§ MR. FITZPATRICK
asked the Secretary of State for War, Whether, under the new warrant, senior Captains who are now forty years of age will be promoted to the rank of Major (substantive) on 1st of July, or whether they will be compelled to retire on that day?
§ MR. CHILDERS
Sir, in reply to the hon. Member I have to state that there are several classes of captains of 40 years of age, and that, without entering into much detail, I could not explain how they will be dealt with. But, as a general rule, I think that an officer proposed to be promoted and liable to retire as a captain on the same day would probably be promoted.
asked the Secretary of State for War, If the Regulations intended to take effect on the 1st July 1881 will preserve to all officers who have wholly or partially purchase rights the same pecuniary advantages on retirement that are given by the Warrant of 1878; and, also, if his attention has been called to the apparent anomaly under that Warrant of officers who may, in certain instances, lose by promotion in respect of retiring pension, and if he will in the forthcoming Warrant provide against the recurrence of such cases?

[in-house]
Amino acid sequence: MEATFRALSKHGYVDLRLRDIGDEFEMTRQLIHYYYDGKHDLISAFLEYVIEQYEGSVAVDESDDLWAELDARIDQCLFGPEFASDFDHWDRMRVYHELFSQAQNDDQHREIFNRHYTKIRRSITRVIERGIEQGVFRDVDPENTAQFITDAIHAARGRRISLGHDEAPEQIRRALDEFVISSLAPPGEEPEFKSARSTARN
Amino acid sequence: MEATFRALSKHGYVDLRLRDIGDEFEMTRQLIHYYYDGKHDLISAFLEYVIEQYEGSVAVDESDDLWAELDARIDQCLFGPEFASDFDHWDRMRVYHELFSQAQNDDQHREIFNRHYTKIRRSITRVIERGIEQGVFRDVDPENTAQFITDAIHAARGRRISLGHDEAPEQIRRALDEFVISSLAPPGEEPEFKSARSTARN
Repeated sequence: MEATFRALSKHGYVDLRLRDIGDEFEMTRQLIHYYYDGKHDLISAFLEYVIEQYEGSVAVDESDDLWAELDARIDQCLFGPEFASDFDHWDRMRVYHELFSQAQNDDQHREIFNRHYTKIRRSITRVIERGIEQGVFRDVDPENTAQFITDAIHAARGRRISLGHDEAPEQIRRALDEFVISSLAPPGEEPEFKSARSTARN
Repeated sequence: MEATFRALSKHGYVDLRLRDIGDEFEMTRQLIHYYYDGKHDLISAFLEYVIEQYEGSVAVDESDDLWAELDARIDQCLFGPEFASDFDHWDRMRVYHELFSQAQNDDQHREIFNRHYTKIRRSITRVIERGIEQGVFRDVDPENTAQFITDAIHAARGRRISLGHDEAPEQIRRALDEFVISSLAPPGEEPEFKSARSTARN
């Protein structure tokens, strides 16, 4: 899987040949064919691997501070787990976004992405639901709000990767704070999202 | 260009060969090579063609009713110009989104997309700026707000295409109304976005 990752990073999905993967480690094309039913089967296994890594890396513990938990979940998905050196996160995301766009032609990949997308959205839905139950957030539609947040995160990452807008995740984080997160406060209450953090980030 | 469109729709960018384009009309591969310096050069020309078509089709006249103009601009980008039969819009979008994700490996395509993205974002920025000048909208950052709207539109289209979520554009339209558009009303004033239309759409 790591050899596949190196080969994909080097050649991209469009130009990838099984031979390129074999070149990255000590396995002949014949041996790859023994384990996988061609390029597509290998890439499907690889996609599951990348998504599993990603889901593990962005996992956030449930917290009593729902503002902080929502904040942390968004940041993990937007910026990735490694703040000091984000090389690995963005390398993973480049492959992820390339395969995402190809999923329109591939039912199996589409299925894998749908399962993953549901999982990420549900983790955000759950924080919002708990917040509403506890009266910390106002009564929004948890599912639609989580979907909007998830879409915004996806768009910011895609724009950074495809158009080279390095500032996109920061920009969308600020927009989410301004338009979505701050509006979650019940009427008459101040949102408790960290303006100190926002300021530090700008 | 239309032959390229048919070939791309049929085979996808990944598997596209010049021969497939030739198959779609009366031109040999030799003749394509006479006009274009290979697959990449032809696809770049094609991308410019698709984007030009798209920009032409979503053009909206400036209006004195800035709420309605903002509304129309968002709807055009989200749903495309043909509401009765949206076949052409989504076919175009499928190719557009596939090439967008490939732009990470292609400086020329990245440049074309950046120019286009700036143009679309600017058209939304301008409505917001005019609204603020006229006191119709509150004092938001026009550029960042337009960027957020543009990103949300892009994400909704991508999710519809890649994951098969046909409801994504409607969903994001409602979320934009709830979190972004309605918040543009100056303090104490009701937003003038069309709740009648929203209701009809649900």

§ MR. CHILDERS
Sir, I do not know the particular case which the hon. and gallant Member has in view; but, speaking generally, the effect of the proposed changes will be that all 19 Purchase officers will retain on retirement the pecuniary advantages given them under the present Warrant. If the hon. and gallant Gentleman is aware of any special case which would form an exception to this rule, under the system I have explained in the Memorandum laid before Parliament, it shall be considered by the Committee who are dealing with the new Warrant. If the second part of the hon. and gallant Member's Question refers to the principle of the Warrant of 1877, under which inducements were given to officers to retire in their then existing ranks, and which he calls an apparent anomaly, I can only say that I find that this so-called anomaly was a very deliberate decision by my Predecessor on the Report of the Royal Commission, where the reasons fur it are fully given; and I am not prepared to disturb it.